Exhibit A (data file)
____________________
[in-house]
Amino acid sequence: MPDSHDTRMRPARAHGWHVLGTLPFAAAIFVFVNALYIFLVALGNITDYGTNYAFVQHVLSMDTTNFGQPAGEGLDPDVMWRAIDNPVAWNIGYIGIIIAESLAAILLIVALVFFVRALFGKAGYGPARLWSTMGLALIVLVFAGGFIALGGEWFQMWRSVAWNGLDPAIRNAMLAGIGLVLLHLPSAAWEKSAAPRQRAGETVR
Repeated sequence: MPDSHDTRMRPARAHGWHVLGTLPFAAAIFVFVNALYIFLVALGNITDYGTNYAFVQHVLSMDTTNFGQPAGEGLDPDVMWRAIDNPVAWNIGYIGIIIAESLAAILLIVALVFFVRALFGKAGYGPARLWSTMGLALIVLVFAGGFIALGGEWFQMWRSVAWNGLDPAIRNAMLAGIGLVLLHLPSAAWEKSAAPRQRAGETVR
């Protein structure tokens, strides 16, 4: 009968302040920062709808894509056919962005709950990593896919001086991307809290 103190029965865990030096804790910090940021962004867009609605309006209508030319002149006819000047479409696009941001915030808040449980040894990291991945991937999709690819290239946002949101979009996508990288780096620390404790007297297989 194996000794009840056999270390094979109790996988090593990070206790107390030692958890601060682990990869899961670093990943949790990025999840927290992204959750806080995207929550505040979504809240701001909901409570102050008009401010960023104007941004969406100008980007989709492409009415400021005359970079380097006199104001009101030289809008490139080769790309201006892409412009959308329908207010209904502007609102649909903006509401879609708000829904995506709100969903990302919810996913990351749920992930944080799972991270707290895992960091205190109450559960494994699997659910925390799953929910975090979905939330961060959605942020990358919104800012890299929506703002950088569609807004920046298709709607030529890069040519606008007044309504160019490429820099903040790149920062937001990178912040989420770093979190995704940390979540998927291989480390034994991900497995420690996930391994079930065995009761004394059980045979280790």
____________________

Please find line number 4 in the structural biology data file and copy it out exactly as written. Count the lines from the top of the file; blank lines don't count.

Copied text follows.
């Protein structure tokens, strides 16, 4: 009968302040920062709808894509056919962005709950990593896919001086991307809290 103190029965865990030096804790910090940021962004867009609605309006209508030319002149006819000047479409696009941001915030808040449980040894990291991945991937999709690819290239946002949101979009996508990288780096620390404790007297297989 194996000794009840056999270390094979109790996988090593990070206790107390030692958890601060682990990869899961670093990943949790990025999840927290992204959750806080995207929550505040979504809240701001909901409570102050008009401010960023104007941004969406100008980007989709492409009415400021005359970079380097006199104001009101030289809008490139080769790309201006892409412009959308329908207010209904502007609102649909903006509401879609708000829904995506709100969903990302919810996913990351749920992930944080799972991270707290895992960091205190109450559960494994699997659910925390799953929910975090979905939330961060959605942020990358919104800012890299929506703002950088569609807004920046298709709607030529890069040519606008007044309504160019490429820099903040790149920062937001990178912040989420770093979190995704940390979540998927291989480390034994991900497995420690996930391994079930065995009761004394059980045979280790």